Lesson: Malachi 3:1-4


1 See, I am sending my messenger to prepare the way before me, and the Lord whom you seek will suddenly come to his temple. The messenger of the covenant in whom you delight– indeed, he is coming, says the LORD of hosts. 2 But who can endure the day of his coming, and who can stand when he appears?

For he is like a refiner’s fire and like fullers’ soap; 3 he will sit as a refiner and purifier of silver, and he will purify the descendants of Levi and refine them like gold and silver, until they present offerings to the LORD in righteousness. 4 Then the offering of Judah and Jerusalem will be pleasing to the LORD as in the days of old and as in former years.


The Book of Malachi is the last book of the 12 “Minor” Prophets – so called because these books are much shorter than the three “Major” Prophets (Isaiah, Jeremiah, and Ezekiel). Malachi’s name literally means “my messenger” and the book appears to have been written in the 5th Century BCE, after the Second Temple was built around 505 BCE.

Malachi asserted that the “Day of the Lord” was coming soon, and the “messenger” of the Day of the Lord was identified as Elijah (4:5). In most prophetic books, the Day of the Lord was presented as a time of wrath, darkness, fear, and trembling.

In today’s reading, Malachi described YHWH’s messenger (v.2) as one who is like “refiner’s fire and fuller’s soap.” (Fuller’s soap is a harsh clay/soap/lye used to whiten clothes or remove impurities from wool.) After the refining and cleansing, the offerings of Judah/Jerusalem would again be pleasing to YHWH (v.4).

In the Synoptic Gospels, the “messenger” was identified as John the Baptist (Matt.11:10-14; Mark 1:2-4; Luke 1:17, 76). John the Baptist was described in many ways as a “new Elijah.”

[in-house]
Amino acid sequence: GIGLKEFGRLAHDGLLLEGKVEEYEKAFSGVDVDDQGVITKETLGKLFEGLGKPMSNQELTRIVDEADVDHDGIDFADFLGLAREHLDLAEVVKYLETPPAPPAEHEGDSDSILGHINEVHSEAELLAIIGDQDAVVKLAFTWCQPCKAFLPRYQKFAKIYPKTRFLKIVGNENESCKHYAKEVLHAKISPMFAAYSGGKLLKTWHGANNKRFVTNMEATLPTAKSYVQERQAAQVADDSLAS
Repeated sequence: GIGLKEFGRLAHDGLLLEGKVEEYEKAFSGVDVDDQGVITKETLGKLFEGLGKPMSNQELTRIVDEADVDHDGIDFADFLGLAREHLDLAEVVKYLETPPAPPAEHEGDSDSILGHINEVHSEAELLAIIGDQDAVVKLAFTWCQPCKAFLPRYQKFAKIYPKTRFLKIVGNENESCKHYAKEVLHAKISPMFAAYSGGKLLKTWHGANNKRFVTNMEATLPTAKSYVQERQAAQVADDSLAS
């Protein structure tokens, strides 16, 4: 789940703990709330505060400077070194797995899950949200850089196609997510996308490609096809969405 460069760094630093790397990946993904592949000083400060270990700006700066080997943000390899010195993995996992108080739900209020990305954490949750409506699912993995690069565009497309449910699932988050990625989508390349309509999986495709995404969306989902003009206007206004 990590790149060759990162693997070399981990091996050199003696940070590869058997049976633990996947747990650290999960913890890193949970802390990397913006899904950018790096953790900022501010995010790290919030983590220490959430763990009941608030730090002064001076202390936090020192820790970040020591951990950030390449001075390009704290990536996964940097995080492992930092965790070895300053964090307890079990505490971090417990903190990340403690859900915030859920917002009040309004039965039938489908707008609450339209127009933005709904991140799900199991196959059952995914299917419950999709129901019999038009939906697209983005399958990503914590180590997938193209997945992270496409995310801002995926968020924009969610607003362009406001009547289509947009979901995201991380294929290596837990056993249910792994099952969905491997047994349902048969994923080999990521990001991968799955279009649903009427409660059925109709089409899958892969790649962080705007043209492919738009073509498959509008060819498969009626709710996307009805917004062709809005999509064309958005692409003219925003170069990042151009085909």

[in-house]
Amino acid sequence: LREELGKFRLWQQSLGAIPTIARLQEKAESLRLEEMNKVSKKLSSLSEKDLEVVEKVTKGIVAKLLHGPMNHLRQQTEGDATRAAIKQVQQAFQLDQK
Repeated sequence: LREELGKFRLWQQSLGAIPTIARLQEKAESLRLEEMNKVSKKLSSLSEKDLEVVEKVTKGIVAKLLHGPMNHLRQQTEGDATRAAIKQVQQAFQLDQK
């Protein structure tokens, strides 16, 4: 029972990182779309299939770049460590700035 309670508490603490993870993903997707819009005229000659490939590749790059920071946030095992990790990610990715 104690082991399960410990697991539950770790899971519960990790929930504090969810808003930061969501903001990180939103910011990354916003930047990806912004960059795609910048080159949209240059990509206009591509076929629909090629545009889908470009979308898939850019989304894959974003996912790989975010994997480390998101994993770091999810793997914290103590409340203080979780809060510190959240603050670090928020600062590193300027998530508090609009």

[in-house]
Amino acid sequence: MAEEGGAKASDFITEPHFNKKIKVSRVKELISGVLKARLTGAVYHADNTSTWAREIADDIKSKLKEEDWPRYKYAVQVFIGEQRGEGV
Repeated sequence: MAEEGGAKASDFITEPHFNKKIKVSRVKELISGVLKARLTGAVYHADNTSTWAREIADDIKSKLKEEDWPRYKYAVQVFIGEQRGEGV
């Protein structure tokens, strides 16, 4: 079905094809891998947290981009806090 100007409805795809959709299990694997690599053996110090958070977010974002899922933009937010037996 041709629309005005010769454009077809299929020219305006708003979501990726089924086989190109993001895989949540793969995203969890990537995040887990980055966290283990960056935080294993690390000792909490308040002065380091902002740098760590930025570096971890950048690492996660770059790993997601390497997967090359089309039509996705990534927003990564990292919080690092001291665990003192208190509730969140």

Epistle: Philippians 1:3-11


3 I thank my God every time I remember you, 4 constantly praying with joy in every one of my prayers for all of you, 5 because of your sharing in the gospel from the first day until now. 6 I am confident of this, that the one who began a good work among you will bring it to completion by the day of Jesus Christ. 7 It is right for me to think this way about all of you, because you hold me in your heart, for all of you share in God’s grace with me, both in my imprisonment and in the defense and confirmation of the gospel. 8 For God is my witness, how I long for all of you with the compassion of Christ Jesus. 9 And this is my prayer, that your love may overflow more and more with knowledge and full insight 10 to help you to determine what is best, so that in the day of Christ you may be pure and blameless, 11 having produced the harvest of righteousness that comes through Jesus Christ for the glory and praise of God.


Philippi was a major city in Macedonia on the Roman road to Byzantium (Istanbul). Paul wrote this letter from prison. For this reason, many think the letter was written from Rome around 62 CE. Other scholars note that Paul was also imprisoned earlier in Ephesus and made a number of trips to Philippi from Ephesus. Paul offered himself and Jesus the Christ as examples of courage and self-surrender in the face of suffering and death.